The Second Fiscal Forum took place on April 14 at IMF headquarters in Washington, D.C.  The forum discussed fiscal adjustment and risks and was opened by IMF Managing Director Mr. Dominique Strauss-Kahn. The focus was on the urgent need for fiscal consolidation in key advanced economies, socially-inclusive adjustment, structural and institutional reforms to strengthen fiscal frameworks, and fiscal risks. Professor Larry Summers (Harvard and former US Treasury secretary) delivered the keynote speech and the event concluded with a lively panel discussion, moderated by Ms. Zanny Minton Beddoes (The Economist). The panel included Jaime Caruana (BIS), Carlo Cottarelli (FAD Director), Kemal Dervis (Brookings), Doug Elmendorf (US CBO), and Simon Johnson (MIT). The Panel emphasized the risks posed by mounting debt levels in advanced countries, policy pressures arising from an asymmetric global recovery, and as-yet unresolved fiscal risks from large, undercapitalized financial institutions.

Asian Regional Seminar:  Promoting Fiscal Sustainability by Improving Public Spending

In March 2011, the Malaysian Ministry of Finance and FAD jointly organized in Kuala Lumpur an Asian Regional Seminar on Promoting Fiscal Sustainability through Improving the Efficiency and Effectiveness of Public Spending. More than 60 senior budget officials representing 22 countries attended the conference. The central theme of the seminar was how budget reforms, such as medium-term expenditure frameworks, performance budgeting, and spending reviews can promote fiscal sustainability through improving public spending. Reform practitioners from Asian and some OECD countries presented and discussed their experiences.

Workshop on Tax-Induced Debt BiasConference-on-Large-Fiscal-Adjustments

What does the financial crisis teach us about tax-induced debt bias? And what is the best policy response to it? On March 4, 2011 FAD organized an expert workshop in Washington, D.C. on these issues. FAD Director Carlo Cottarelli delivered the opening address and experts from Europe and the United States with backgrounds in public finance, tax law, and corporate finance presented their recent work and discussed preliminary FAD research. The views and discussions offered input for an IMF Working Paper and a forthcoming Staff Discussion Note.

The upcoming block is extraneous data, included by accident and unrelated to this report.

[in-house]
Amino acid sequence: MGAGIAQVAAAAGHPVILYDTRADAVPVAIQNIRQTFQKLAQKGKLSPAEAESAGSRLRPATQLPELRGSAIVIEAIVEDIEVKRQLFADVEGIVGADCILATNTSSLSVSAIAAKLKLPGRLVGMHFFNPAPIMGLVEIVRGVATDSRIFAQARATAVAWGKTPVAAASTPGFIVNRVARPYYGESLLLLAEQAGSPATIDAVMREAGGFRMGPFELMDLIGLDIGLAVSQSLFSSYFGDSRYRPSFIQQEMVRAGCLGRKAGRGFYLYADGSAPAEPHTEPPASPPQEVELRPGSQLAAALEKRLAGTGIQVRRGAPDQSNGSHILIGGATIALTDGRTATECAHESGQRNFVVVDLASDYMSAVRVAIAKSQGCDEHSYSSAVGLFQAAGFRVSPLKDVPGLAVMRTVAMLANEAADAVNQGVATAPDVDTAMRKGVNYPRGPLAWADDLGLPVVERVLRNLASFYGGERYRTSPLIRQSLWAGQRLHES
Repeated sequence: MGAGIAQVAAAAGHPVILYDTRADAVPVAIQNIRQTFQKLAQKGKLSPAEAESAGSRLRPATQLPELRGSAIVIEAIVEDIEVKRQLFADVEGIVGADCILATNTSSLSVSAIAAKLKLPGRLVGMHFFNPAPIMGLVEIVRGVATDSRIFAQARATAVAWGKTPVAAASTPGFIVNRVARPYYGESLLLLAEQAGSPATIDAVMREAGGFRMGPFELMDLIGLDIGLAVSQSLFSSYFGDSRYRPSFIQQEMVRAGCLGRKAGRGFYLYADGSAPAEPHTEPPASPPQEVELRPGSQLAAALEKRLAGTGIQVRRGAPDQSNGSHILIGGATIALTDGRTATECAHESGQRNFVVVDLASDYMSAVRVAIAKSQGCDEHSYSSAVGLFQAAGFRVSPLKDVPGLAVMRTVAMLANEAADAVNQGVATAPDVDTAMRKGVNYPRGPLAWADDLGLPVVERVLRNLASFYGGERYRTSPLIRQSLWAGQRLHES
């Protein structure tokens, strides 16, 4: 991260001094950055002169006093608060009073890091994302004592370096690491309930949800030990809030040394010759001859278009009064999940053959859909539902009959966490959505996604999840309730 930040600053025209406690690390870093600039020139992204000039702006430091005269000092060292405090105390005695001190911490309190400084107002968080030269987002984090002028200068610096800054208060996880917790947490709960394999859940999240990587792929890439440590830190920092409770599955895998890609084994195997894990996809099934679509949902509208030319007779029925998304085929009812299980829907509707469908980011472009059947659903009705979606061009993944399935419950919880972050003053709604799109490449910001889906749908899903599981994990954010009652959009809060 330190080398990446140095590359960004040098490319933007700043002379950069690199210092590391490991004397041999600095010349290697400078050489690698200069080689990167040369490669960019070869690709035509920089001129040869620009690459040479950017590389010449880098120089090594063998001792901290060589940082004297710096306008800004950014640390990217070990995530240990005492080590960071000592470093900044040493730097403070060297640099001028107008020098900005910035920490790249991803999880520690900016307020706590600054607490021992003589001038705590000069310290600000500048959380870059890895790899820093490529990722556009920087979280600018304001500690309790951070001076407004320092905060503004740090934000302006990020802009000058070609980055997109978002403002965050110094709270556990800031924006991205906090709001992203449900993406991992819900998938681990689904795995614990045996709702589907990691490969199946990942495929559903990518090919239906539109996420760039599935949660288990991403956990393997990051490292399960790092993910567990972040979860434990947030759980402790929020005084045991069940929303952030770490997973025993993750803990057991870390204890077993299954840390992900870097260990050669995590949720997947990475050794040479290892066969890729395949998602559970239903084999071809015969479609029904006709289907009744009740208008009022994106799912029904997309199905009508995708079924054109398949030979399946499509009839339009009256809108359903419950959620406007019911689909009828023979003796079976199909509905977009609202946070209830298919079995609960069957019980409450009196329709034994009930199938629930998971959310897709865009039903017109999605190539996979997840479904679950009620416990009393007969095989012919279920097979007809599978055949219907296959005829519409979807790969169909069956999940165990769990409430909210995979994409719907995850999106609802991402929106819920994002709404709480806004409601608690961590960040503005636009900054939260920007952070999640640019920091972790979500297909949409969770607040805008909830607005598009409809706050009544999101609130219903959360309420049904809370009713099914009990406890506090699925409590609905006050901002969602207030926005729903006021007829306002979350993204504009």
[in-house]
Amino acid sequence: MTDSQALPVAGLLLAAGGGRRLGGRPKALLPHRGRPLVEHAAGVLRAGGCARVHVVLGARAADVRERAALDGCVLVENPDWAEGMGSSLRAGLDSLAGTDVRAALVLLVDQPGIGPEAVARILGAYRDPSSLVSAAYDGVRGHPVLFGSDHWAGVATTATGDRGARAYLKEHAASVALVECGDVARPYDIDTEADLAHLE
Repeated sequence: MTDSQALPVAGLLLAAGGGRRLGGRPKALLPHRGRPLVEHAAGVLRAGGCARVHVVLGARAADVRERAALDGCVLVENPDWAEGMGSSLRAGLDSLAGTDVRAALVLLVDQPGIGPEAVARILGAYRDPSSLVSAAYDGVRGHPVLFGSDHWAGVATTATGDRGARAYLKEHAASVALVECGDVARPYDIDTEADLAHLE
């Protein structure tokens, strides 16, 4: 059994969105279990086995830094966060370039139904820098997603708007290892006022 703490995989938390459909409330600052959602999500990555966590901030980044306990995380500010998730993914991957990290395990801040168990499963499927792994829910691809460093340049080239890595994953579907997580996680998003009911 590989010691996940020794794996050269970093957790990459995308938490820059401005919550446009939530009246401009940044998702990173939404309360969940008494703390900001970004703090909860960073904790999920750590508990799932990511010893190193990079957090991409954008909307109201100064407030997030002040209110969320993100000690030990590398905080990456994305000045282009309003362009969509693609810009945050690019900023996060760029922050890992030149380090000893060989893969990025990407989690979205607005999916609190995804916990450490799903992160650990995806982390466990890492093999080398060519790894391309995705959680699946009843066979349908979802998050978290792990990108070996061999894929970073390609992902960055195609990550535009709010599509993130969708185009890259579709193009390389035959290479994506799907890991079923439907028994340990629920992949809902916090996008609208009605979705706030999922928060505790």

The 2nd Annual Regional Seminar of the Latin American TreasurersLong Term Trends in Public Finances in the G-7 Economies

The Seminar was organized jointly by the IMF, World Bank and IDB and it was held in Mexico City during March 16-18, 2011. The seminar discussed active debt management; operational risk management and business continuity planning; the relationship between the Treasury, the Central Bank, and commercial banks; and the remuneration of transaction services and government balances at the Treasury Single Account. During the seminar the treasurers created a permanent Forum and elected their first president, Mrs. Cantellano, head of the Mexican Treasury. Colombia was selected as the venue for the next seminar.

Policy Paper on Health Care Reform

The policy paper Macro-Fiscal Implications of Health Care Reform in Advanced and Emerging Economies analyzes developments in public health spending over the past 40 years and provides projections for 50 advanced and emerging countries over 2011–50. The paper discusses the effects of specific health reforms on public health spending in advanced economies and examines the challenges facing emerging economies as they seek to expand coverage of health care in a fiscally sustainable manner

Staff Discussion Note

A Fiscal Indicator for Assessing First and Second Pillar Pension Reforms,” by M. Soto, B. Clements, and F. Eich. This note, discussed in the iMFdirect Blog, argues that traditional deficit and debt indicators reflect the health of public finances today but fail to capture the future fiscal impact of pension reforms. Thus, they could create incentives to delay or even reverse pension reforms. The note proposes a new fiscal indicator—the “pension-adjusted” budget balance—which provides a level playing field for the evaluation of a country’s pension policies.

Technical Notes and Manuals